Review the sample on GitHub that shows this functionality. For more information about the classes described below, see the Wear OS API reference. Also in that reference is information about the PhoneDeviceType class, which contains a getPhoneDeviceType() method that enables your Wear OS app to check if a companion phone is an Android or iOS device.

Specify capability names for detecting your apps

For the app corresponding to each device type (watch or phone), specify a unique string for the capability name in the res/values/wear.xml file.

For example, in your mobile module, the wear.xml file could include the following:

<resources xmlns:tools="http://schemas.android.com/tools"
        tools:keep="@array/android_wear_capabilities">
    <string-array name="android_wear_capabilities">
        <item>verify_remote_example_phone_app</item>
    </string-array>
</resources>

In your Wear OS module, the wear.xml file would include a different value for the capability name, such as the following:

<resources xmlns:tools="http://schemas.android.com/tools"
        tools:keep="@array/android_wear_capabilities">
    <string-array name="android_wear_capabilities">
        <item>verify_remote_example_wear_app</item>
    </string-array>
</resources>

For more information, see Advertise capabilities.

App detection and opening a URL from a watch

Your watch app can detect if a user's companion phone has your phone app:

  1. Use the CapabilityClient to check if your phone app is installed on the paired phone. For more information, see the sample on GitHub.
  2. If your phone app isn't installed on the phone, use the PhoneDeviceType.getPhoneDeviceType() method to check the type of the phone.
  3. If PhoneDeviceType.DEVICE_TYPE_ANDROID is returned, the phone is an Android phone. Call RemoteActivityHelper.startRemoteActivity() on the Wear OS device to open the app store on the phone. Use the market URI for your phone app (which may be different from your phone URI). For example, use a market URI such as: market://details?id=com.example.android.wearable.wear.finddevices
  4. If PhoneDeviceType.DEVICE_TYPE_IOS is returned, it means the phone is an iOS phone (with no Play Store available). Open the App Store on the iPhone by calling RemoteActivityHelper.startRemoteActivity() on the Wear device. You can specify your app's iTunes URL, for example, https://itunes.apple.com/us/app/yourappname. On an iPhone, from Wear OS, you cannot programmatically determine if your phone app is installed. As a best practice, provide a mechanism to the user (e.g., a button) to manually trigger the opening of the App Store.

Note that using the RemoteActivityHelper API described above, you can specify that any URL be opened on the phone from the watch, and no phone app is required.

Details for detecting the type of paired phone

Here is a snippet that uses the getPhoneDeviceType() method to check the type of phone to which the watch is paired:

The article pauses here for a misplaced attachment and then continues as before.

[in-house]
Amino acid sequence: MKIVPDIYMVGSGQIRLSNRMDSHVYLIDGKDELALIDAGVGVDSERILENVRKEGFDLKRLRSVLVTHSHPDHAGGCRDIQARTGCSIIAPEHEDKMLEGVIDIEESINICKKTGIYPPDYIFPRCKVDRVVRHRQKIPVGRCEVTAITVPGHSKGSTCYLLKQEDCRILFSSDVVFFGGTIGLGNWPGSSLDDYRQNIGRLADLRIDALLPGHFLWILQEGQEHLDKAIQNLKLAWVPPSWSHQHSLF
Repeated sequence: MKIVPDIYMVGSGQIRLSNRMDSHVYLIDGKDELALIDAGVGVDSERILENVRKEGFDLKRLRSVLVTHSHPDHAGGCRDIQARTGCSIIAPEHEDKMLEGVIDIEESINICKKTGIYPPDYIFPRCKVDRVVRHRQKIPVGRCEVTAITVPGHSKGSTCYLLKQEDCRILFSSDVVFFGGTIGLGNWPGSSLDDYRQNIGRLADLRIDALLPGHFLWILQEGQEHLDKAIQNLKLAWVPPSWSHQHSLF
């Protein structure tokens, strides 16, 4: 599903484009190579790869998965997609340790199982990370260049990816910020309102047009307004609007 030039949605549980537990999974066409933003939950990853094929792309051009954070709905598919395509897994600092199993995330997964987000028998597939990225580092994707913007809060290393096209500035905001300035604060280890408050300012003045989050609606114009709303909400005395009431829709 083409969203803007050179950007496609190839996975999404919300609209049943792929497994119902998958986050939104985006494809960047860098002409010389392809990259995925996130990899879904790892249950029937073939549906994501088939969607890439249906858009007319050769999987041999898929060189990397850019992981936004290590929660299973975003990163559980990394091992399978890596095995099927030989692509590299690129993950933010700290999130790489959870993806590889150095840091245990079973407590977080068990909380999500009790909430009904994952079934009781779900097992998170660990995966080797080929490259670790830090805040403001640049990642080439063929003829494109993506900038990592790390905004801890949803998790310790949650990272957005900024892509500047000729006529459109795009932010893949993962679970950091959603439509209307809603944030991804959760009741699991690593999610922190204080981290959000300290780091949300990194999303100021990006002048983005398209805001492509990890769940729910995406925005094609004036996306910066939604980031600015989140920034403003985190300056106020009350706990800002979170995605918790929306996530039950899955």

Kotlin

var phoneDeviceType: Int = PhoneDeviceType.getPhoneDeviceType(context)

Java

int phoneDeviceType = PhoneDeviceType.getPhoneDeviceType(context);

The value returned by the getPhoneDeviceType() method is one of the following:

Return value Description
DEVICE_TYPE_ANDROID The companion phone is an Android device.
DEVICE_TYPE_IOS The companion phone is an iOS device.
DEVICE_TYPE_ERROR_UNKNOWN An error occurred in determining the type of the paired phone; another check should be made later.

App detection starting from an Android phone

Your Android phone can detect if a user's Wear OS devices have your watch app:

  1. Using the NodeClient, find all watches connected to the user's phone. For more information, see the sample on GitHub.
  2. Using the CapabilityClient, check which of the user's watches have your app installed.
  3. If your app isn't installed on all of the user's watches (compare the results from Step 1 with the results from Step 2), allow the user to open the Play Store on the remaining Wear OS devices from the phone via the RemoteActivityHelper.startRemoteActivity() method. Specifically, use the market URI for the Wear OS app (which may be different from your phone app's URI). For example, use a market URI such as: market://details?id=com.example.android.wearable.wear.finddevices

Location data for watches paired to iPhones

For watches paired with iPhones, developers should use the Fused Location Provider (FLP) to get location data on a watch. See Detect location on Wear OS.

If the companion phone is available, FLP uses the companion phone for location data.

Obtain only the necessary data

Generally, when obtaining data from the internet, you should get only the necessary data. Otherwise, you may introduce unnecessary latency, memory use, and battery use.

When a watch is connected over a Bluetooth LE connection, your app may have access to a bandwidth of only 4 kilobytes per second, depending on the watch. Therefore, the following steps are recommended:

  • Audit your network requests and responses for extra data that only is for a phone app
  • Shrink large images before you send them over a network to a watch

For cases where a high-bandwidth network is needed, see High-bandwidth network access.

Additional code samples

The WearVerifyRemoteApp sample further demonstrates the use of the APIs covered on this page.